Set your initial positioning goal

Positioning using Content Marketing

Software and technology companies can have a particularly hard time establishing solid positioning because the offered benefits may resemble that of a competitor.

The ideal goal of positioning process is –> to help your target buyers associate a benefit with your solution, product or company. With effort and time, you can claim a position by consistently reminding that benefit to the target audience.

Central idea

Your positioning statement becomes the central idea or theme for all your marketing activities. A positioning statement is a short, declarative sentence that states just one benefit, and addresses your target market’s No. 1 problem.

This short message serves as a recipe for your entire software product’s marketing communication.

Repetition and commitment

Positioning delivers the same message across all marketing media – including web sites, brochures, advertisements and presentations – to investors, industry analysts and prospects. Repetition is one of the most important factors in claiming a position and giving it staying power. Remember, you’ll get tired of your message strategy long before your target audience is tired of it – and sometimes even before all your audiences have heard your positioning for the first time. Be patient and give it a chance to work.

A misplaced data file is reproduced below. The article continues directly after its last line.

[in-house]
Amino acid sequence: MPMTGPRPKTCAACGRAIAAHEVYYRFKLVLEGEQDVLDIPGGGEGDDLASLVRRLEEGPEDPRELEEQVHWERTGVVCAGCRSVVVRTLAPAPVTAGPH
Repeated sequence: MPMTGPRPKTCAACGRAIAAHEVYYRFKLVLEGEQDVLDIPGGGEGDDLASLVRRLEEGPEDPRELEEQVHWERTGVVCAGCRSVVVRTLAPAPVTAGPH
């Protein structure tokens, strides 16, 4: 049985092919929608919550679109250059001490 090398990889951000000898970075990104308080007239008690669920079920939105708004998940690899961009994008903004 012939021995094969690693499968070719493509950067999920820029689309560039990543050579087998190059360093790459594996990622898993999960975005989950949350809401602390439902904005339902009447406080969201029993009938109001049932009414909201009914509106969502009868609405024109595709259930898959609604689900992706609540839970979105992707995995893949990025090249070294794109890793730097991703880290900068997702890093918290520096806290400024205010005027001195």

Do you measure Content Marketing?

There is no point spending precious dollars in developing marketing content if you are not going to measure the result.measuring marketing

Google Analytics (GA) is one of the best analytical tools available out there for this purpose. Be aware though, GA is a very comprehensive analytics tool, therefore it can be difficult to determine exactly which information will be most informative. Once you set it up with your domain, refer below suggestions to start basic measurement of your content marketing strategy:

Measure both traffic and time spent on page

Traffic alone is not enough to indicate success with content marketing. Example, your home page is usually one of the most visited pages on your site even though it may not have lo of content there. When you us SEO and promotion strategies correctly, chances are your home page will receive hits.

Note: Study and compare traffic volume of pages with similar content. Because not all pages are created equal, you may notice useful insights.

For instance, below traffic spike could be due to one of our blog posts that got shared on a popular Facebook page. A business with a socially active online community prompted many “likes,” comments, and shares. All of this contributed to high volume of traffic and amount of time spent on that post.

Posts that get shared over and over again due to social media or active audiences continue to garner visits a day, even though they were published months ago.

Measuring referral traffic

Referral traffic is those visits to your website that came from an outside source. So if a visitor clicks a link on a social media site like Facebook that leads to your website, that visit is called a referral.